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"One of the hard things about dancing -- particularly in classical ballets -- is that the performance doesn't just depend on us, the dancers. Conductors especially can affect us because they determine the speed of the music, and if they hear it differently from us it can throw our whole performance.

When we have a conductor like Victor Fedotov guesting from the Kirov it's a great luxury because he takes his speeds from the dancers, unlike many conductors over here who don't adjust their tempi at all -- they play the music as they would a concert score. In Russia dancers seem to wield more power though, so conductors like Fedotov will speed up or slow down the orchestra to suit the dancing.

When we work with him it's wonderful to get so much attention, but it can be unnerving. At first I couldn't get used to the way he'd virtually stop the orchestra whenever I took a balance, and wait for me to come down before he started up again. Because I'm so used to having to keep time with the orchestra I kept on balancing longer and longer as he slowed down, and both the music and I nearly ground to a halt."

Life in Dance
by Darcey Bussell. 1998. page 66

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This topic interests me in both ballet and opera. How are these "things" woeven together? Who makes the decisions about how the music is to "sound? How much input do the dancers, or in the case of opera, have? If they are subordinate the executive decisions of the conductor or the AD, choreographer, Ballet master or the producer, why is this so?

Are any of these musical "decisions" made with a consensus, or are they always hierarchical and your decision matrix is defined by your job description.

Placido Domingo is both a tenor on stage and a conductor of the orchestra. He wears several different hats at different times. His comments on this would be interesting.

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This is always interesting, but at the outset, it is surely the case that the opera singers and orchestra are not nearly as often in a state of alienation with each other as are dancers with their orchestras. We've had NYCB dancers tell us how it was so rare an exception for a dancer to make a serious criticism to a conductor, that only one example was remembered. It goes without saying that this doesn't mean the dancers didn't have serious grievances about the orchestra tempi and other matters.

This is the fault of both musicians and dancers, but had probably always been there. It has not evolved so that dancers would be specifically trained enough in more of the technical aspects of music. And while opera singers are often not nearly as knowledgeable about music beyond vocal styles the way instrumentalists have to be, they sometimes are, and in any case, even with having to work on many other aspects like acting and different kinds of projection, they are definitely stuck with being musicians and so have to know a minimum--this always makes interaction much more possible with opera and other singers, even if the interaction is hostile and there is a lot of fighting. Dancers are not usually musicians as well (in the sense that Sander0 points out that Domingo is both singer and conductor--of course even then he is exceptional in almost every way, being a genius of an opera man), so they are then either musical to greater and lesser degrees. Balanchine was both a fine musician and great choreographer, but this is not usually the case.

Plus, things Helene have said about orchestras being part of the ballet and opera, as they are in Russia, Paris, London, and Vienna, makes for the better sort of orchestra, paradoxically, than those which are exclusively ballet orchestras. I haven't been to NYCO for many years, but I would imagine the orchestra is more reliable there than at NYCB. But here we get the glorious Metropolitan Opera Orchestra which would be unthinkable any other way (unfortunately for NYCB or ABT, they cannot also have the Met Orchestra, so this isn't at all like that usual European doubling). From what I've gathered from recent glut of opera and ballet DVD watching is that even the slightly smaller European orchestras, as with RDB and Royal Swedish Ballet, have the same orchestras for both opera and ballet (correct me if I've got this wrong.)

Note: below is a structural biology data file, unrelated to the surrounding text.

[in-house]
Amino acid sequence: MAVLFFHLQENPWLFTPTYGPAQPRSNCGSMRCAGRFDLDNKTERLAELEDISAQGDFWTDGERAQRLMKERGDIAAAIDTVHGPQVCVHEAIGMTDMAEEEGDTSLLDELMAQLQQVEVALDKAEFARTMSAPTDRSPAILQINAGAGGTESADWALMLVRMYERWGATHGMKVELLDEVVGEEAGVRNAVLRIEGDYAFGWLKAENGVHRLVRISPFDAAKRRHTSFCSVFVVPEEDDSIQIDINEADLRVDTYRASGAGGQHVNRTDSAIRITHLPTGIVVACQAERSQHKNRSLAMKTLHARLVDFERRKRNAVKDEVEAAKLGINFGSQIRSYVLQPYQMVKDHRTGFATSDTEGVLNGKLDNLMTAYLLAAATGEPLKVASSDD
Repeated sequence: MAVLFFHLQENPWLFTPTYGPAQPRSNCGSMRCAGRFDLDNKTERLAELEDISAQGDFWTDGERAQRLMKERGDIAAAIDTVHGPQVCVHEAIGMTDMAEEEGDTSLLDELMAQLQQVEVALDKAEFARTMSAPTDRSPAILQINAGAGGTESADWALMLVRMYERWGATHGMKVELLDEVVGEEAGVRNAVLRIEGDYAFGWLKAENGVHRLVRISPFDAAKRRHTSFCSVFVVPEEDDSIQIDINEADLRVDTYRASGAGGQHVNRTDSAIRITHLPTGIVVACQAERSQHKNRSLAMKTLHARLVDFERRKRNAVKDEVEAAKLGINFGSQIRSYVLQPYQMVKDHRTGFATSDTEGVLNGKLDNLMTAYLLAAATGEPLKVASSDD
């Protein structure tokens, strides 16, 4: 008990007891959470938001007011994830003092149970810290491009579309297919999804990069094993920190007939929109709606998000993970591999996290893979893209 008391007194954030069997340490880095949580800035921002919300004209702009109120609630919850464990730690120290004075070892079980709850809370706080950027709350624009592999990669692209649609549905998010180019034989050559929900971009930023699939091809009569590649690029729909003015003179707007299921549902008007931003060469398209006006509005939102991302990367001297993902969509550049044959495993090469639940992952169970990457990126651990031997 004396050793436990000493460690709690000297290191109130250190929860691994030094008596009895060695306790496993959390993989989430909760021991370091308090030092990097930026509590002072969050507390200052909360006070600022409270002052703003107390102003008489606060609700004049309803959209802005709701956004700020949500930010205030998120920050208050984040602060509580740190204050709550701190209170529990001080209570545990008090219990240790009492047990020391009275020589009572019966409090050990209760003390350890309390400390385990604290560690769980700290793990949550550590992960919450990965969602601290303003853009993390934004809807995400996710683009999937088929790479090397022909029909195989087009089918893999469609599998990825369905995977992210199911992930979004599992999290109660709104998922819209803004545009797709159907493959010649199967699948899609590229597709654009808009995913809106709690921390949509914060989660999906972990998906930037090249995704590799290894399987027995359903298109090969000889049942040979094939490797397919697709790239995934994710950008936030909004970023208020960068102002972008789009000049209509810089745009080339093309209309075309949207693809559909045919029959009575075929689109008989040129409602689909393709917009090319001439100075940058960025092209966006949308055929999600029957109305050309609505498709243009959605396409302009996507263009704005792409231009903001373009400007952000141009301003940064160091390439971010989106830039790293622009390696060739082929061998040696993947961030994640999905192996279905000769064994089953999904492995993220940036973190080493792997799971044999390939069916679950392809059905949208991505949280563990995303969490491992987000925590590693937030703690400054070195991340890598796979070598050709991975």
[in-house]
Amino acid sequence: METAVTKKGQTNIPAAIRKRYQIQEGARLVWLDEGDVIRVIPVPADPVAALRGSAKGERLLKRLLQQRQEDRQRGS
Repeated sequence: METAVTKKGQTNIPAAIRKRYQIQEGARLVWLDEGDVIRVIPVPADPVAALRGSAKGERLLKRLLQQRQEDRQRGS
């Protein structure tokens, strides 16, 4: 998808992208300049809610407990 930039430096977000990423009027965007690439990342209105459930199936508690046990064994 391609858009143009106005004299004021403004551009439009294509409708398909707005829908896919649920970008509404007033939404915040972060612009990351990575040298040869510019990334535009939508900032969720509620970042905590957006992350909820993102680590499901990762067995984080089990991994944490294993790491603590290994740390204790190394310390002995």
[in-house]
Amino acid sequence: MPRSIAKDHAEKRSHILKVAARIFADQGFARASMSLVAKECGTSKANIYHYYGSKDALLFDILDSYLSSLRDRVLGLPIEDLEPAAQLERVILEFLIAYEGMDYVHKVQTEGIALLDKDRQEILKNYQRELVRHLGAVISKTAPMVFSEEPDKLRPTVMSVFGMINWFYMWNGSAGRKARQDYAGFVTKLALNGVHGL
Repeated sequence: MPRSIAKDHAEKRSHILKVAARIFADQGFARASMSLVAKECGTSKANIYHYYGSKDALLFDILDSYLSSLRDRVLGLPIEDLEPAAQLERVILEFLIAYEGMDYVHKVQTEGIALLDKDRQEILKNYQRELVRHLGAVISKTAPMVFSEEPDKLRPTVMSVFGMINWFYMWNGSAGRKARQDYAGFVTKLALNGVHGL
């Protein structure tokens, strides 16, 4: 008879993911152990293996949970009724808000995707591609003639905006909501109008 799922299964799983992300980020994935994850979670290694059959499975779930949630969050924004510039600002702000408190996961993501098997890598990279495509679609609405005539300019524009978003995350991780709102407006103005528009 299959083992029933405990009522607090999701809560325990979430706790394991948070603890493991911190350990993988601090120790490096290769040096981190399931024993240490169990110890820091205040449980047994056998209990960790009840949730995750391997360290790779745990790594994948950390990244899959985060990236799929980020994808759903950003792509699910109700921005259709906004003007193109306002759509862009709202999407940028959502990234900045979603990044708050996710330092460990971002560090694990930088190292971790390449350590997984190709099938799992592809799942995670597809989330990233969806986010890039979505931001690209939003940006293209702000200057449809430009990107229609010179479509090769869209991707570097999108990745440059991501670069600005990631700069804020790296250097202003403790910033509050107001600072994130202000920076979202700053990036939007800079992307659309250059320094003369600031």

This doesn't directly address the matter innopac has brought up about Fedotov, though, but those points quoted from Bussell are revealing and may describe why the recentLY-watched Kirov DVD's of SB are so good--in that case, the orchestra and dancers are wed in a comprehensive way I've never even begun to see in even the best American productions. But what Helene has said about this combination opera/ballet orchestra has definitely got to be better than the Met being the only place that isn't a purely instrumental orchestra being way up to those standards (and the Met is.)

Complaints about the NYCB orchestra have been frequent, but something else I recently watched made them seem much better than just having the 'occasional good night' with Maurice Kaplow doing less prestissimo, etc. A performance of of 'The Marriage of Figaro' by the summer Drottningholm opera in Sweden sounds less good than student opera performances I heard in Aspen, Colorado decades ago at the Aspen Music School. But 'Figaro' is so happy a piece that, if there is at least some good singing by somebody in it, you don't get furious at the hard time the little orchestra is having, esp. singers and orchestra not being together a lot of the time. This kind of provincial thing does not work as well for heavier 19th things like 'Rigolette' (heavy in terms of vocal demands), in which bad singing just sounds bad (and one's perception is much less forgiving, as in an Alfredo Kraus 'Rigoletto' from Parma I recently watched--he sounds marvelous but you 'skip to the good parts' and then get a Met recording with Domingo--but I've gone on about these provincial orchestras also because after watching (and accepting within its range) that Drottningholm performance (which is in Stockhom but is not the same thing as the Royal Swedish Opera and its orchestra, which is thoroughly professional, and you can hear this same excellence on the RSB's 'Swan Lake', one of several reasons to watch this good, but not great SW), I began to realize that the NYCB, even if it's got horns which persist in the rude noises, it is still usually pretty serviceable at least by comparison to many squawky and squeaky orchestras--except when the tempi are sped up so that the dancers have to rush like crazy. The European model won't be emulated, I imagine, though, so it's a matter of whether the Musical Directors are satisfying to dancers and audience. I've heard people praise and condemn Karoui; I hated what he did with 'Nutcracker' in Xmas 2006, but maybe he's good at some things.